Participant support and safety

In order to support our participants during the game there will be an organizer with this specific task. They will be available to talk to during the larp with concerns about anything happening related to the larp. They will try to help you to the best of their ability.

Our stance on harassment, racism, discrimination and bullying.

Cabaret is a larp that includes a host of sensitive themes; harassment, bullying, racism etc. We as organizers are committed to creating a safe space for all participants.
We do not tolerate any off-game bullying, harassment, racism or discrimination from our participants. If you are found to have participated in such actions off-game this will lead to immediate removal from the game without restitution of money.


We do not allow nudity at this larp. We play with very sensitive topics and forbidding nudity as a whole will make calibration easier. We expect players of all genders to at least wear underwear that covers the genitals, buttocks and nipples.

Safety Mechanics

We are using the following mechanics for safety during the LARP:

  • You can use the term ‘’off game’’ to calibrate something with your co-players. Pull your co-player aside using this term and check with them what is ok before playing out the scene.
  • A spoken ‘’No play’’ can be used to indicate will be used to indicate that something or someone is not ok. This will immediately end the scene and allow the situation to be resolved, focusing on the needs of the affected player(s). When in doubt, organizers should be involved to further handle the situation. Use of this keyword should not be challenged and no further explanation from the participant who used it is required.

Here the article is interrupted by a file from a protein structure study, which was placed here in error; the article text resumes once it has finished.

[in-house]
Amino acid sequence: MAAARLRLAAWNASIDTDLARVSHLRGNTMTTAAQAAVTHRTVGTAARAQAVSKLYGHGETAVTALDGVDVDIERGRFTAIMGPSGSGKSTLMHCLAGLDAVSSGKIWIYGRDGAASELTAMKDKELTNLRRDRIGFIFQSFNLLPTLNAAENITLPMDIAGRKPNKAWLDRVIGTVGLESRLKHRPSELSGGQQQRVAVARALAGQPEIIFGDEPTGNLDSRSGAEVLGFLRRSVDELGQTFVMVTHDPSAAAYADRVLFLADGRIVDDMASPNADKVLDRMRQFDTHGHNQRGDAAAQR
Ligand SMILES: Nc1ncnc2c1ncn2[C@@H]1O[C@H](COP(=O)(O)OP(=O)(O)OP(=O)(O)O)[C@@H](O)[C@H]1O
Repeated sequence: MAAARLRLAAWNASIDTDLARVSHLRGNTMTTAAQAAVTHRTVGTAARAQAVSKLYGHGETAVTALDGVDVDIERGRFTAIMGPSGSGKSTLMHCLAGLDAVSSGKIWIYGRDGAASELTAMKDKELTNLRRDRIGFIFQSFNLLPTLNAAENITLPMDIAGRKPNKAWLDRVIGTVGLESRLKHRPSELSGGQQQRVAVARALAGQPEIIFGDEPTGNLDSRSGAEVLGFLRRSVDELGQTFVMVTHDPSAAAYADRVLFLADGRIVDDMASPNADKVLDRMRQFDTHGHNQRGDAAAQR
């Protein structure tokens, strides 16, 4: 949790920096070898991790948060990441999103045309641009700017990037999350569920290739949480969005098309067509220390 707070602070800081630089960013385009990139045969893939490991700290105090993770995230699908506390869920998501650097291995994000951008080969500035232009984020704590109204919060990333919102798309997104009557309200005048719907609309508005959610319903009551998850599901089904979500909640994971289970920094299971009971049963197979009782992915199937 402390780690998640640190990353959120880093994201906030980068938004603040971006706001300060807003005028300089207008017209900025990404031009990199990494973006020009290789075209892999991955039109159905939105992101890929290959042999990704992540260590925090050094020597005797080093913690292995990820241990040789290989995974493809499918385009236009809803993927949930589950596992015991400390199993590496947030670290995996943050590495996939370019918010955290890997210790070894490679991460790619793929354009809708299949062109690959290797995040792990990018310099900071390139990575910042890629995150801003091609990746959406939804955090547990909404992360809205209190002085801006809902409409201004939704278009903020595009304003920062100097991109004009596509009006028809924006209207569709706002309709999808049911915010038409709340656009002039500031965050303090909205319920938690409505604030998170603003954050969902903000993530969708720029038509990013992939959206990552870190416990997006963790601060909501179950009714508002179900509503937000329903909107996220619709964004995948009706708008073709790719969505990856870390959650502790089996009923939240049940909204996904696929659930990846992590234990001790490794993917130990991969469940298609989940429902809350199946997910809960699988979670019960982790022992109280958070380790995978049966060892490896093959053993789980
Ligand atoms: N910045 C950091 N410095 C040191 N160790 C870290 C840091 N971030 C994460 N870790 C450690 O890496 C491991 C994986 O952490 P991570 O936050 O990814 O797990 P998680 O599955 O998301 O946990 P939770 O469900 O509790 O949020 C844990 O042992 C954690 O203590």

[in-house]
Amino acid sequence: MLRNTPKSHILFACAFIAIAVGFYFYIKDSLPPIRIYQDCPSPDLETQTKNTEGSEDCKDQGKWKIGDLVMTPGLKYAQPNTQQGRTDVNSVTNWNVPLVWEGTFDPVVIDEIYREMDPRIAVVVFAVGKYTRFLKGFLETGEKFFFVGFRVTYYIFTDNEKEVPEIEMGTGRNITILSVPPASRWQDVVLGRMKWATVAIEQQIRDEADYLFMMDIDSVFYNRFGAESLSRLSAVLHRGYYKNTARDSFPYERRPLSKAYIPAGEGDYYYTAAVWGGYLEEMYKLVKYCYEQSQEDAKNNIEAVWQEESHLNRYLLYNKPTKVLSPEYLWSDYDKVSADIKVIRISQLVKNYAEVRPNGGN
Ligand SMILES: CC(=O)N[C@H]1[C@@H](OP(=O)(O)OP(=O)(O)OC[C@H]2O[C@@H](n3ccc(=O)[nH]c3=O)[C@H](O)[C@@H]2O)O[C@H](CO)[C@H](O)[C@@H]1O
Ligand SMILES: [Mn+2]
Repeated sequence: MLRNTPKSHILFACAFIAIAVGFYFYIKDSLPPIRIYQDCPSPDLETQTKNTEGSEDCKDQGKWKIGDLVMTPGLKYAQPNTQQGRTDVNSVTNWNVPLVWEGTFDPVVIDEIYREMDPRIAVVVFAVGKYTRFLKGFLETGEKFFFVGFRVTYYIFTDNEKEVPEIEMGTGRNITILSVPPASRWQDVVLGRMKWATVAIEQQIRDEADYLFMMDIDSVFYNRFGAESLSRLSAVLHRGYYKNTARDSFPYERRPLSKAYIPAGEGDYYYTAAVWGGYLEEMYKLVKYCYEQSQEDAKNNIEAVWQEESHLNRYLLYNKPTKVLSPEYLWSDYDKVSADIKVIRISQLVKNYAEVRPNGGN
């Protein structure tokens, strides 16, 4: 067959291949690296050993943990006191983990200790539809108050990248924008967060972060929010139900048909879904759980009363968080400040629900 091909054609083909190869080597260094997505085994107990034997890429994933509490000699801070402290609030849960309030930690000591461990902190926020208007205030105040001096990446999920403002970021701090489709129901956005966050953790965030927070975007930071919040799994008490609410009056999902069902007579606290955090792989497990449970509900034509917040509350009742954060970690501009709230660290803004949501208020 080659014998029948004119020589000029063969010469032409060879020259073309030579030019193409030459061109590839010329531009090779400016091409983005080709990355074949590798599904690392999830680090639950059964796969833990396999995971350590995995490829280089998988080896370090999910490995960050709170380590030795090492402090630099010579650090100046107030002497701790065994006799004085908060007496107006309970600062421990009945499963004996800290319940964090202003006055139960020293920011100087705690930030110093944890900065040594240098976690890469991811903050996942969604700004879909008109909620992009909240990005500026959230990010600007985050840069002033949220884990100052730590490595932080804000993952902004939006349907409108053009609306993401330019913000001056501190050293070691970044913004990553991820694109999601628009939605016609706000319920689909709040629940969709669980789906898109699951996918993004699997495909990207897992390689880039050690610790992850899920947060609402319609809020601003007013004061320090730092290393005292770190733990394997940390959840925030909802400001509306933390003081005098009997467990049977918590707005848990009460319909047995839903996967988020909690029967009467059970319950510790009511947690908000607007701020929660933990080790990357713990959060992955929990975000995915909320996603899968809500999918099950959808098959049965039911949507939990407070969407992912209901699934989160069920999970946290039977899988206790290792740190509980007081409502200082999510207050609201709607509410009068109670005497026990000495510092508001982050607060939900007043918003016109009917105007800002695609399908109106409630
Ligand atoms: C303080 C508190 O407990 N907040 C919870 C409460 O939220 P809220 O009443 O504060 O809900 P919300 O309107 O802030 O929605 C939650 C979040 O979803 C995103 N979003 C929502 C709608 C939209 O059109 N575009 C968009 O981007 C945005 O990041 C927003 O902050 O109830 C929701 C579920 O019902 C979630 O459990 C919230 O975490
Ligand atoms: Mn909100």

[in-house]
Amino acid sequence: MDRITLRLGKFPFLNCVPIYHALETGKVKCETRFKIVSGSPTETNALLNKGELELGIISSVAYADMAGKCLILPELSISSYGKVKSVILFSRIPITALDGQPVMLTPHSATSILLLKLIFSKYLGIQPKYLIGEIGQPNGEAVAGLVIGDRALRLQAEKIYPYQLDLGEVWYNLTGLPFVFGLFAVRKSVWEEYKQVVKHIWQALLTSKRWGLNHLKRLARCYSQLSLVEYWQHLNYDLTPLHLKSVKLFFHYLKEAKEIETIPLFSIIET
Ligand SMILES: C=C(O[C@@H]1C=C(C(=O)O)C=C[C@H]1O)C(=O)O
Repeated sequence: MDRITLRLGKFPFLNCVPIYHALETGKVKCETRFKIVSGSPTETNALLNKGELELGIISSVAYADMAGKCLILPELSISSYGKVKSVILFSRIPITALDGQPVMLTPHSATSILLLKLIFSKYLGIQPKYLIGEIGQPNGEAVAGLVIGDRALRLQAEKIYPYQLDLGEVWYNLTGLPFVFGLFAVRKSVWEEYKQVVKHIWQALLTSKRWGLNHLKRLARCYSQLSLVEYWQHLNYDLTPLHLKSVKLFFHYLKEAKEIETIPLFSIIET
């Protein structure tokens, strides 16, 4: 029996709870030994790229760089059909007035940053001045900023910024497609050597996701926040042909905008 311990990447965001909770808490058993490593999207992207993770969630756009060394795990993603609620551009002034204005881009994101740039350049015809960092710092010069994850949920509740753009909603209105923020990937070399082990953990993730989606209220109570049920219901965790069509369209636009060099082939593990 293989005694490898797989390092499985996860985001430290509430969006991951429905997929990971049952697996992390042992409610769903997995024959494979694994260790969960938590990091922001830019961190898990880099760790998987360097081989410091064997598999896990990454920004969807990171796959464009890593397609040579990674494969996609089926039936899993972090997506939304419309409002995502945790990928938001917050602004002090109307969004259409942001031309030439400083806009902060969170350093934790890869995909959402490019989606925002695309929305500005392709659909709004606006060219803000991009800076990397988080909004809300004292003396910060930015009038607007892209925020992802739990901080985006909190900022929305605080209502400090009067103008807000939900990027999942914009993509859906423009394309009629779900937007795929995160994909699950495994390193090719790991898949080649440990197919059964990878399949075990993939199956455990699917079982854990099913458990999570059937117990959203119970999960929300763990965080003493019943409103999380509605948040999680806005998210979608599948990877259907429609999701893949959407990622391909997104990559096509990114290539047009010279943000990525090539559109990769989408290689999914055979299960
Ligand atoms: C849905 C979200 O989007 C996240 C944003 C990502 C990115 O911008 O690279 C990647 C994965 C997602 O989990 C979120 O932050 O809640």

• Ok check in
    The OK Check-in is a tool allowing for players to communicate with each other out of character about their well-being without pausing the flow of play around them. One person makes the “OK” hand sign at another one. This indicates the question “are you ok?” The other player responds in one of three ways.
    • Thumbs up – means they’re OK and play can continue.
    • A level hand – means the player doesn’t quite know how they feel, or that it’s neither very good or very bad. This should be treated as a thumbs down by the person doing the asking.
    • Thumbs down – means the player is actually not OK, and should be extracted from the situation.

Mechanics for intimacy and violence

We are using the following mechanics to deal with intimicy and violence during the LARP:

  • Sex and cuddling: light touch is allowed at the larp this means touch on the arms, neck, outer legs, and shoulders as well as kissing. All touch of this type needs to be calibrated with the co-players. Any further sexual acts are ‘’fade to black’’. You and your scene partner go off-game to talk through what happened. We do not allow nudity at this larp (see above).
  • Groping: Is to be expected in a nightclub. Touching someone in the neck or on the kneecaps is used as a representation of groping (we do not allow actual groping behavior). We will practice this in a workshop. If you do not want to be touched in the neck area you can signal this by wearing a scarf. In that case participants can tap you on the shoulder to indicate groping.
  • Violence: The one with the weapon controls the scene. If a second weapon is pulled that person takes over the confrontation. Weapons can be used for show or threats during act 1 and 2. But only be used in act 3. Hand to hand combat/fistfights are not allowed due to the nature of the space (mirrored walls.)